Study No. 2 (2009) by 23 year-old Caroline Park (recipient of the BMS Jonathan Keith Scholarship) was next on the program. The new work was written for - and performed by - soprano Lauren-Rose King. According to the composer's program note, the work was conceived as of a sort of "resonant sculpture." Park exploits the freedom of the human voice, which is devoid of all of the traps, customs, and technical baggage that traditional physical instruments carry with them. She appears liberated by the flexibility that voice provides, particularly in it's natural ability to sing any interval that one can mentally conceive. We should expect to hear more from this young composer, and it will be interesting to see where her compositions lead in the future.

Mat Maneri, violist and son of composer Joseph Maneri, performed an impromptu improvisation. He wished his mother, and all mothers present at the concert, a happy Mother's day before he began his solo microtonal improv. It started off with Webern-like whispers, sul ponticello gasps, and the random pitter patter of a bouncing bow. Eventually, the improv took direction and gained speed. Yes, one can improvise in microtones. It's not impossible, but I have to wonder how accurate it all is, and what's the tonal organization behind it all. What holds it together besides gesture, timbre, articulation, rhythm, and form? Why does one note have to follow another? I'm not sure I can find an an answer to that question, as convincingly as Mat Maneri played. He (and we) certainly got into the "grove" of his improvisation, but does it rise to the level of musical experience that we all strive for in great works of art? Who knows.

The commisioned work that concluded the program was "Some Reflections" (2009) by John Eaton (b. 1935). Like Ezra Sims (b. 1928) and Joseph Maneri (b. 1927), Eaton was once a 12-toner. Eaton studied at Princeton with the great serial masters. I find it interesting that all three of these established composers felt compelled to abandon not only the serial language, but the confining world of even-temperament to explore the wealth of microtones in their mature work. In fact, according to Matthew Guerrieri writing for the Boston Globe about this concert (published May 13, 2009), Eaton adapted the 72-note scale and highly refined pitch system of Ezra Sims for his new piece. Having heard a lot of Ezra's music, I have to say that the results are very different. Eaton approaches music very differently than Sims, and portrays a few vestiges of his volatile modernist past in his music. The opening of the piece unfolds with the extended possibilities of the flute (performed by Jessi Rosinski) by exploiting the harmonics and multiphonics of her instrument. The writing is intended to emphsize the "out-of-tune" nature of the over-tone series. The trombone (played by Will Lang) supplied beat-patterns and kept time - which a central idea of the poetic text (derived from fragments from the epic "Four Quartets" by T.S. Elliot). Jennifer Ashe and Martin Near sang with laser-sharp pitch clarity and commanding expression.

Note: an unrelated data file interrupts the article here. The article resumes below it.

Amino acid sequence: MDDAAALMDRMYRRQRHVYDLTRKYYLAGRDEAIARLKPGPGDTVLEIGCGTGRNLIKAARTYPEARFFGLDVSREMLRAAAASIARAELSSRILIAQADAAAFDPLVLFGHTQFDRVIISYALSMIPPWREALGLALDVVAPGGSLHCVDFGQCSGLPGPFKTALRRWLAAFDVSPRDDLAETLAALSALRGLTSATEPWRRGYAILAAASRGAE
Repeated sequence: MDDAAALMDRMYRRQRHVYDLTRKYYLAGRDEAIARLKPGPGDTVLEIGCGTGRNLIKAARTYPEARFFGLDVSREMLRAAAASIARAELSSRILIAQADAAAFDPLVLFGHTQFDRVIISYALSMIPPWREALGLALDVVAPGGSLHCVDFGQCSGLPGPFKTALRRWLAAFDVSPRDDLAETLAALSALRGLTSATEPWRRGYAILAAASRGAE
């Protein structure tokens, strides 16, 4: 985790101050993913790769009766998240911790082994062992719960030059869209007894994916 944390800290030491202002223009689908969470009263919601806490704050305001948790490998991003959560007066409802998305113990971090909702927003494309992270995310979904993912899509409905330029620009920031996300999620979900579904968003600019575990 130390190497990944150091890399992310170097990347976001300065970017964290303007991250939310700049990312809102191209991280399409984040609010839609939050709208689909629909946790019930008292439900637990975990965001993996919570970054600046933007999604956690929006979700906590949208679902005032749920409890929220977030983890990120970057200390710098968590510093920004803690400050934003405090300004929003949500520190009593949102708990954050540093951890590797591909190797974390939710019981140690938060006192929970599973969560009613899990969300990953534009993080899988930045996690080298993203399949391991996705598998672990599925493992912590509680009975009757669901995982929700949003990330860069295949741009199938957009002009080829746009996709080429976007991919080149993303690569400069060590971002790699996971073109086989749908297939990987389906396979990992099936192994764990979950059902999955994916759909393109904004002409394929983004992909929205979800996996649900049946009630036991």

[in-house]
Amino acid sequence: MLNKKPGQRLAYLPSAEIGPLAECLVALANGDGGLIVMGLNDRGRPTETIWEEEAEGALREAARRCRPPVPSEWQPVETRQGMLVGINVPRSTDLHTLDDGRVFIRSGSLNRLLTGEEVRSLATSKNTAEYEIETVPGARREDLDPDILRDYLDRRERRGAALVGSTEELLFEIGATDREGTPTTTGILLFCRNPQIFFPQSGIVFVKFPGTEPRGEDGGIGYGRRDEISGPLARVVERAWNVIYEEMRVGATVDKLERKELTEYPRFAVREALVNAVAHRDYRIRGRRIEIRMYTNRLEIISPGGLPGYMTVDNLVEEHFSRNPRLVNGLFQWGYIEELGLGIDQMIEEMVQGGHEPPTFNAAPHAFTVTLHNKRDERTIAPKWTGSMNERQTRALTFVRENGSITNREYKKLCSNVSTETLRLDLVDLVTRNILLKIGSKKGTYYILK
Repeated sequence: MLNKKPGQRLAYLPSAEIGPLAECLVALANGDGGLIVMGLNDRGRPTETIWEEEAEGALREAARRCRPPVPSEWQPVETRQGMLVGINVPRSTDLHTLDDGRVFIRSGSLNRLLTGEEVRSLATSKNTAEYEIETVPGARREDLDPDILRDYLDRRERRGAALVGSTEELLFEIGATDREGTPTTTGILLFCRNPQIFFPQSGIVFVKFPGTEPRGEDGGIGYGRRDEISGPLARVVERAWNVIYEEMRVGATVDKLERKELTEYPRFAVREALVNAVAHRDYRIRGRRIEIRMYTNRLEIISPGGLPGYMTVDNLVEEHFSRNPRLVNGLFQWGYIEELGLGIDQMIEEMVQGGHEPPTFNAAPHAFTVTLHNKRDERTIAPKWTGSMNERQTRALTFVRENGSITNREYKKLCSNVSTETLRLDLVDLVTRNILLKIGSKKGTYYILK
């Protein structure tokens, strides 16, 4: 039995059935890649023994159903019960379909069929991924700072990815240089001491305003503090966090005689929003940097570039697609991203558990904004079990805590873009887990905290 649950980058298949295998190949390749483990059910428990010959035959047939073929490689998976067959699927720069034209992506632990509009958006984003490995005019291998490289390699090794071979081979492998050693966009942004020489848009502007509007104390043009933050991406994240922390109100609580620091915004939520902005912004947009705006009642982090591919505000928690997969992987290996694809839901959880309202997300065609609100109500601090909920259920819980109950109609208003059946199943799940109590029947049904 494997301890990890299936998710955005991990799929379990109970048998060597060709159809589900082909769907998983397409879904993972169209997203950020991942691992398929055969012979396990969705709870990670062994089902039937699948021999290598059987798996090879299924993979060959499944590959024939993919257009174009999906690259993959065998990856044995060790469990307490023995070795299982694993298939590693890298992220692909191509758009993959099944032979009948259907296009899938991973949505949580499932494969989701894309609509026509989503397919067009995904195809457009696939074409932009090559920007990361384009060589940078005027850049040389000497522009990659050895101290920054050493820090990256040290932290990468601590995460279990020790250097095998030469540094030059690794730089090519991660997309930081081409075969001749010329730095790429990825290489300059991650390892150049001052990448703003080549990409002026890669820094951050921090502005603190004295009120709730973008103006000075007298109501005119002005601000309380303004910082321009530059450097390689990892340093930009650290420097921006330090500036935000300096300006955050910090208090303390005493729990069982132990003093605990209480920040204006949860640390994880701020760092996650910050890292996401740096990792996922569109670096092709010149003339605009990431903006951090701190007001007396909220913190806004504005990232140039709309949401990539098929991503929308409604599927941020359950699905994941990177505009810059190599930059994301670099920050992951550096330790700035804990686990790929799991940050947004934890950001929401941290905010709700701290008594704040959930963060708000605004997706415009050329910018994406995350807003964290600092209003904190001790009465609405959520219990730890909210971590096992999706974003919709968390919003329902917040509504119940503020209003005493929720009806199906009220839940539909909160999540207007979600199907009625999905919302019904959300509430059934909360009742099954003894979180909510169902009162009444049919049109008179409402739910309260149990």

The overall caliber of performance Sunday evening was very impressive. The group NotaRiotous was formed in 2006, and already is making a name for itself in the Boston area. James Bergin conducts where needed. They have a devoted audience that seems to transcend the limited nature of cultural "ghettos" that new music specialists tend to breed. Could it be that microtonal music is an all-encompassing form of musical expression rather than the cult-driven "ism" it has been so unfairly labeled? Only time will tell how mainstream this music becomes, but the BMS and their performing organization NotaRiotous seem to have made a lot of headway in their 20 years of music making.







Pictured left to right: James Bergin, Joseph Maneri, and Julia Werntz (Photo by the Boston Globe).






Boston Microtonal Society

20th Anniversary Concert Celebration
St. Paul's Cathedral
Sunday May 10th, 2009